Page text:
P&G Beats Wall Street Estimates but Trouble Still Looms

Procter & Gamble (PG) reported earnings per share for its third quarter of 86 cents Tuesday, beating Wall Street analyst estimates of 82 cents.

But while the short-term outlook is good, the Cincinnati-based conglomerate may be worrying long-term because the volume for its products is down substantially.

Except for fabric care and home care products, P&G saw volume declines in all of its major segments, including beauty, health care and baby, feminine and family care. Organic volume declined the most for the category of grooming, down 5%.

As of mid-day trading, the company's stock was down more than 2%, to trade at nearly $79.50 per share on heavy volume.

While the company has boosted the prices it charges for its products to compensate for the fact it is actually sells less of them, that trick can only work so long.

P&G, like companies on the food side of the aisle, will eventually need to find ways to grow again.

In fact, the consumer products group may need to make acquisitions of growth companies in its key segments.

In order to help turn around the company, Procter & Gamble is also jettisoning brands and divisions, in order to focus on its major brands such as Tide in key segments.

One of the more notable transactions was the sale of Duracell battery business, in a deal valued at roughly $3 billion, to Warren Buffett's Berkshire Hathaway (BRK.A) in 2014.

The European Commission in early February gave its stamp of approval on P&G merging 43 of its beauty brands with Coty (COTY) via a Reverse Morris Trust transaction valued at $12.5 billion.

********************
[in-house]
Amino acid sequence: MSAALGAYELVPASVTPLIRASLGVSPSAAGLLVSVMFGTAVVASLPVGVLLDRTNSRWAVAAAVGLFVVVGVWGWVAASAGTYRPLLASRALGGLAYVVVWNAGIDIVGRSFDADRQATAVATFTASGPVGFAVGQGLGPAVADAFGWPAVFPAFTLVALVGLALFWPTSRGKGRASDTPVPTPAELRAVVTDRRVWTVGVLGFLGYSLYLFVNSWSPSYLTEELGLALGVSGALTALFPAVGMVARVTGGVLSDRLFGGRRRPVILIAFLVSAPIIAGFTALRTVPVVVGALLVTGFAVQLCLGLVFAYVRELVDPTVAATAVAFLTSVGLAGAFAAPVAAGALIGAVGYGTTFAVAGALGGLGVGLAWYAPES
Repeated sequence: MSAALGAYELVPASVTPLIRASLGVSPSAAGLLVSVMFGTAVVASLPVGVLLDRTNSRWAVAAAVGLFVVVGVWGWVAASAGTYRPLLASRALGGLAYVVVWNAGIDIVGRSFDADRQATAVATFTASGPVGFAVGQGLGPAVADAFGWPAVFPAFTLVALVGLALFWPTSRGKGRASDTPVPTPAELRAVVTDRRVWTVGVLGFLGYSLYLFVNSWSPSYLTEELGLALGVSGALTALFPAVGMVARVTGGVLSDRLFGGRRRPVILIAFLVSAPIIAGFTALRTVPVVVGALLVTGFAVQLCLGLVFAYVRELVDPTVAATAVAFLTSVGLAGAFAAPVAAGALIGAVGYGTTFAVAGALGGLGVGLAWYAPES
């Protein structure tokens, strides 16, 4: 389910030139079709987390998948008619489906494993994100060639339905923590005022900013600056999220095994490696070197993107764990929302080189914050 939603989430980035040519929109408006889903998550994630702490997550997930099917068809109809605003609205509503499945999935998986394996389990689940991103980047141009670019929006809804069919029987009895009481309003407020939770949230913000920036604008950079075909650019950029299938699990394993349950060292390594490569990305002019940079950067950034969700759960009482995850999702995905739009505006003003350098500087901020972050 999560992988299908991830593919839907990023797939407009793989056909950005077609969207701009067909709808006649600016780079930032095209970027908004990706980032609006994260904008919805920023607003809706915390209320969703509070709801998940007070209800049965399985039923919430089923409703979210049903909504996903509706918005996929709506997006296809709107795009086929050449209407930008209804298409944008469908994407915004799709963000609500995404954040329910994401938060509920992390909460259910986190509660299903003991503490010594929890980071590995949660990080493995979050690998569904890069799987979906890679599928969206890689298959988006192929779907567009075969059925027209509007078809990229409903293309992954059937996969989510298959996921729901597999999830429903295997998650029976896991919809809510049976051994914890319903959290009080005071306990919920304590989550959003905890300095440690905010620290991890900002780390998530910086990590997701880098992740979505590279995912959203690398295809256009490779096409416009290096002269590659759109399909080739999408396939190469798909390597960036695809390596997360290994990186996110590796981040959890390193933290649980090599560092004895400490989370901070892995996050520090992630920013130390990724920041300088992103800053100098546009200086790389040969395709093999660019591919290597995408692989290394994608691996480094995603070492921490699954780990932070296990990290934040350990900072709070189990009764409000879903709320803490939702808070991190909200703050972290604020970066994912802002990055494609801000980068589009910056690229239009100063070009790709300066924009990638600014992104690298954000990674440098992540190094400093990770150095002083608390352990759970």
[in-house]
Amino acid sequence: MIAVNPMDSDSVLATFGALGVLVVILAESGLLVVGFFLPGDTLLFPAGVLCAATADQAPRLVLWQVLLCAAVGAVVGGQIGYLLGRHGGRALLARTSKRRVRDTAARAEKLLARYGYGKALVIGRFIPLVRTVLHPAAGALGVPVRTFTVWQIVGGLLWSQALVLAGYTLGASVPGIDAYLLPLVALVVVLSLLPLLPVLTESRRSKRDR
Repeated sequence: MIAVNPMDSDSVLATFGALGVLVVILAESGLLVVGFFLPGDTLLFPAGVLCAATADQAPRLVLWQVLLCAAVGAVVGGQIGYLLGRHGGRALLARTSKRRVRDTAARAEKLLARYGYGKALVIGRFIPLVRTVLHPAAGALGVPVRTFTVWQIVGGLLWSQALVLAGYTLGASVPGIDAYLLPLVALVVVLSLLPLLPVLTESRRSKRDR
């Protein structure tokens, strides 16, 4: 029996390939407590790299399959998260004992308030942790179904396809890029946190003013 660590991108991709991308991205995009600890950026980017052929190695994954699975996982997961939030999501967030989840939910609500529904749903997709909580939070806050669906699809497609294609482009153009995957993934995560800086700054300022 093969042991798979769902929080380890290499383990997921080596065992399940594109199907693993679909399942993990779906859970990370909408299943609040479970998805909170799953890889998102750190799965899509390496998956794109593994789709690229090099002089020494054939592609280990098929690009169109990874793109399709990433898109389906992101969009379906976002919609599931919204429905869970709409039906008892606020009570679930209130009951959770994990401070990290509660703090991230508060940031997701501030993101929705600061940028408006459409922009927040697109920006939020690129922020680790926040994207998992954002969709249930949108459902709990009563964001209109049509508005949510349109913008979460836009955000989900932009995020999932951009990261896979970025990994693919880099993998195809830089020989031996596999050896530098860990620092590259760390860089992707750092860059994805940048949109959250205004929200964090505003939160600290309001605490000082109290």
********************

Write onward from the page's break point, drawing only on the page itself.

P&G, in an e-mail, said that it is still in the process of transforming its portfolio.

The company's CFO Jon Moeller noted in the third quarter earnings webcast that P&G has "divested, discontinued, or consolidated 55 brands, including the completion of the Duracell transaction at the end of February," over the past 18 months.

He said that P&G has "50 more brands in the exit process, including the 41 Beauty brands in the transaction with Coty, which we're on track to close the deal in the second half of the calendar year."

Moeller said that, on the whole, the conglomerate will exit 105 brands, representing about 6% of fiscal 2013 profit.

P&G declined to comment further on the matter.

P&G, however, does pay a healthy dividend yield. Stephen Powers, an analyst sat UBS, projected a dividend yield of 3.4% in a report issued on Tuesday.

In the third quarter, the company said it bought back $1 billion worth of stock and paid out $1.9 billion of dividends.

Meanwhile, the consumer products conglomerate said net sales or revenue was $15.8 billion, a decrease of 7% compared to the same period last year. The company blamed the slide on shifting foreign exchange rates and to a lesser degree Venezuela and divestitures.

As previously reported by TheStreet, Procter & Gamble has a "buy" rating and a letter grade of B+ at TheStreet Ratings because of the company's increase in net income, expanding profit margins, good cash flow from operations, largely solid financial position with reasonable debt levels by most measures and growth in earnings per share.

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